General Joubert's force in Natal is so strong that while keeping his grip upon Ladysmith, where Sir George White has not less than ten thousand men, he has been able to move south with a considerable force, perhaps fifteen thousand men, to oppose Sir C.F. Clery's advance. Sir C.F. Clery has already at least seven, and possibly nine, strong battalions, to which within a day or two three more will be added, and perhaps as many as thirty-six guns, with parties of bluejackets and various Natal levies. His interest is to delay battle until all his force has come up. The advanced troops seem to be spread along the line from Mooi River to Estcourt, and the Boer forces are facing them on a long line to the east of the railway from a point beyond Estcourt to a point below Mooi River. The Boers are on the flank from which their attack would be most dangerous, and seem to aim at interposing between the parts of Sir C.F. Clery's force, and at a convergent attack in superior strength upon his advance guard at Estcourt.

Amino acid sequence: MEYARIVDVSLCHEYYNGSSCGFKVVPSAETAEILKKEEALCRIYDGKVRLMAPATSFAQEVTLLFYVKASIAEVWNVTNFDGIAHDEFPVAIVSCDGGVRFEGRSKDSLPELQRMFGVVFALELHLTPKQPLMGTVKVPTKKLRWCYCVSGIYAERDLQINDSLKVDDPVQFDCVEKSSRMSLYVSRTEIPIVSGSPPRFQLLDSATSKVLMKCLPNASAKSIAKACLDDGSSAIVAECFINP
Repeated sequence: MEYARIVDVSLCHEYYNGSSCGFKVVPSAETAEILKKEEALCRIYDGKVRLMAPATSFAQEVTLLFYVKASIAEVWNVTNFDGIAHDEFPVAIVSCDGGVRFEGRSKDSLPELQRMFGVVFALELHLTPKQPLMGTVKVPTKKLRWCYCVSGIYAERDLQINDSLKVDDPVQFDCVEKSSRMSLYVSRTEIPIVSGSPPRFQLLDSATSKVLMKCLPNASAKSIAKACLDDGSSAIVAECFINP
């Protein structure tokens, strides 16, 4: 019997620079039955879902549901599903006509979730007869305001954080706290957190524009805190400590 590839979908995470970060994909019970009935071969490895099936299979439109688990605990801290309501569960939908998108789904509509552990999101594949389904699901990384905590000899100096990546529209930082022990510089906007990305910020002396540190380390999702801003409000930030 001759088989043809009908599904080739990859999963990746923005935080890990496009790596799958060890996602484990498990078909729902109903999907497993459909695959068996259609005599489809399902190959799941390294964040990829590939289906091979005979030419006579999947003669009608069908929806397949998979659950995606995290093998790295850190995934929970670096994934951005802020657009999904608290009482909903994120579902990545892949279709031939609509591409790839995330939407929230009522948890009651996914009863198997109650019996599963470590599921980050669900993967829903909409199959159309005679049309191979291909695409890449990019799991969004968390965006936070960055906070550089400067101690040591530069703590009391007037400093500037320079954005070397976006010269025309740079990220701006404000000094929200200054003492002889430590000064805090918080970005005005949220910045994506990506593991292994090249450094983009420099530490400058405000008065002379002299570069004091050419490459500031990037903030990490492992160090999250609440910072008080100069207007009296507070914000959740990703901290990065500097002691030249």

I should have expected the advance parties of Sir C.F. Clery's force to have fallen back as the Boers approached. The attempt to keep up the connection between the parts of a concentrating force by means of the railway strikes me as very dangerous from the moment that the enemy is in the neighbourhood. The important thing for Sir C.F. Clery is not whether his battle takes place twenty miles nearer to Ladysmith or twenty miles farther away, but that it should be an unmistakable victory, so that after it the Boer force engaged should be unable to offer any further serious hindrance to his advance. To gain an end of this kind a general should not merely bring up all the troops from the rear, falling back for them if necessary, but should take care that none can be cut off by the enemy in his front. A decisive victory by Sir C.F. Clery or by Sir Redvers Duller, who may feel this action to be so important as to justify his presence, would leave no doubt as to the issue of the war. An indecisive battle would postpone indefinitely the relief of Ladysmith and leave the future of the campaign in suspense. Defeat would be disastrous, for it would probably involve the ultimate loss of Sir George White's force. For these reasons I regard the battle shortly to be fought in Natal as the first decisive action of the war, and am astonished that a larger proportion of Sir Redvers Buller's force has not been sent to take part in it.